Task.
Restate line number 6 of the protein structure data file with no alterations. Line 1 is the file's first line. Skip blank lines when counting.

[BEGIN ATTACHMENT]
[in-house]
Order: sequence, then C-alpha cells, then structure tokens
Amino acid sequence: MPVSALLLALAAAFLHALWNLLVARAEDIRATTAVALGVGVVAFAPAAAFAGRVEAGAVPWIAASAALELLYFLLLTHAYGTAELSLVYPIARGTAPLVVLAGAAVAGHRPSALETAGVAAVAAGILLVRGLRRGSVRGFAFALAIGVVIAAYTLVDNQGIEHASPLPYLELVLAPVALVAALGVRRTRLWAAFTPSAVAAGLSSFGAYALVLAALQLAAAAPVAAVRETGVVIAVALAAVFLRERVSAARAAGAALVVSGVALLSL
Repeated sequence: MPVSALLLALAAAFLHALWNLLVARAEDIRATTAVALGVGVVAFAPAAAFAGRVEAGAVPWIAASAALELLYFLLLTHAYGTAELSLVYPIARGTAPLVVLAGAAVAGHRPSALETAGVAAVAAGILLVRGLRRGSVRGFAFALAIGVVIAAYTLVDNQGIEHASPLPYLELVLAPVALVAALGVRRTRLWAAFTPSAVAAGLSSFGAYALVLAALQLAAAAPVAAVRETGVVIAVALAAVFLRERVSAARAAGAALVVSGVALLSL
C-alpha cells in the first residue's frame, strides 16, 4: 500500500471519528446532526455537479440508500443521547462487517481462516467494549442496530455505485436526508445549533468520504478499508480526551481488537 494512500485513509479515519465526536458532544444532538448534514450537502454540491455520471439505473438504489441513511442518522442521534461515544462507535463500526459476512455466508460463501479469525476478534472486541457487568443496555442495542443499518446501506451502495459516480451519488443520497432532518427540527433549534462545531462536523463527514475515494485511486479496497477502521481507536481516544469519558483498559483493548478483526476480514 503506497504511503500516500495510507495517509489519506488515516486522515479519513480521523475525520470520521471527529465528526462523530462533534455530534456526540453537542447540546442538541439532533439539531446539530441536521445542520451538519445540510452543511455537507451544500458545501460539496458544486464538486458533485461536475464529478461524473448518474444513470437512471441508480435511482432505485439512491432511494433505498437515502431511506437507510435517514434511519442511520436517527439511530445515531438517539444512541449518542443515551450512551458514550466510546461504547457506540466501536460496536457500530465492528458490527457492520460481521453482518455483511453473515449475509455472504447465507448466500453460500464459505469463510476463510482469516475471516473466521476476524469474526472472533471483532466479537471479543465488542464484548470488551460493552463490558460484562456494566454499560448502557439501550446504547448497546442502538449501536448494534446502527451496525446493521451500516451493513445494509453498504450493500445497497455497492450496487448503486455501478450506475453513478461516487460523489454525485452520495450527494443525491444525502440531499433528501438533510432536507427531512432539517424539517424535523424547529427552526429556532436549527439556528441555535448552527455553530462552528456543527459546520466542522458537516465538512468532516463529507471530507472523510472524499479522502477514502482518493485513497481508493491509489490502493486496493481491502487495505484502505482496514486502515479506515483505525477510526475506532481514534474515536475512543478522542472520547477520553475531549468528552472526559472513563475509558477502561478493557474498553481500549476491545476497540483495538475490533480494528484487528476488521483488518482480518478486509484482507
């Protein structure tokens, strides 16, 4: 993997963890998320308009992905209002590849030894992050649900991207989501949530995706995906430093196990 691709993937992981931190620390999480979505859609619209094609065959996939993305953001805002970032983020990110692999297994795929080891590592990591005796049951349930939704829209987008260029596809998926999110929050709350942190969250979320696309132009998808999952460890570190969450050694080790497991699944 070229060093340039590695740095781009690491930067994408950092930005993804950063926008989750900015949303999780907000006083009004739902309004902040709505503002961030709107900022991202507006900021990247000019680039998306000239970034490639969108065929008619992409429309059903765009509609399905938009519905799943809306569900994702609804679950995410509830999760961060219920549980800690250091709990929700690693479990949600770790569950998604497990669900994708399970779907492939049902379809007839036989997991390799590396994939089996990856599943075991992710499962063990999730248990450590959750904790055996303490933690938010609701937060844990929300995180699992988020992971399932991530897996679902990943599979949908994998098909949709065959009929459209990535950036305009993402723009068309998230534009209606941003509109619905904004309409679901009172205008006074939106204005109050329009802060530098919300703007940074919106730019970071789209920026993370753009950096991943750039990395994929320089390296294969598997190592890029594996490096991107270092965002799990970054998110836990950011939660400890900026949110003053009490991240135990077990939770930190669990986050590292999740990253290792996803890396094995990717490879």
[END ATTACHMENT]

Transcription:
């Protein structure tokens, strides 16, 4: 993997963890998320308009992905209002590849030894992050649900991207989501949530995706995906430093196990 691709993937992981931190620390999480979505859609619209094609065959996939993305953001805002970032983020990110692999297994795929080891590592990591005796049951349930939704829209987008260029596809998926999110929050709350942190969250979320696309132009998808999952460890570190969450050694080790497991699944 070229060093340039590695740095781009690491930067994408950092930005993804950063926008989750900015949303999780907000006083009004739902309004902040709505503002961030709107900022991202507006900021990247000019680039998306000239970034490639969108065929008619992409429309059903765009509609399905938009519905799943809306569900994702609804679950995410509830999760961060219920549980800690250091709990929700690693479990949600770790569950998604497990669900994708399970779907492939049902379809007839036989997991390799590396994939089996990856599943075991992710499962063990999730248990450590959750904790055996303490933690938010609701937060844990929300995180699992988020992971399932991530897996679902990943599979949908994998098909949709065959009929459209990535950036305009993402723009068309998230534009209606941003509109619905904004309409679901009172205008006074939106204005109050329009802060530098919300703007940074919106730019970071789209920026993370753009950096991943750039990395994929320089390296294969598997190592890029594996490096991107270092965002799990970054998110836990950011939660400890900026949110003053009490991240135990077990939770930190669990986050590292999740990253290792996803890396094995990717490879």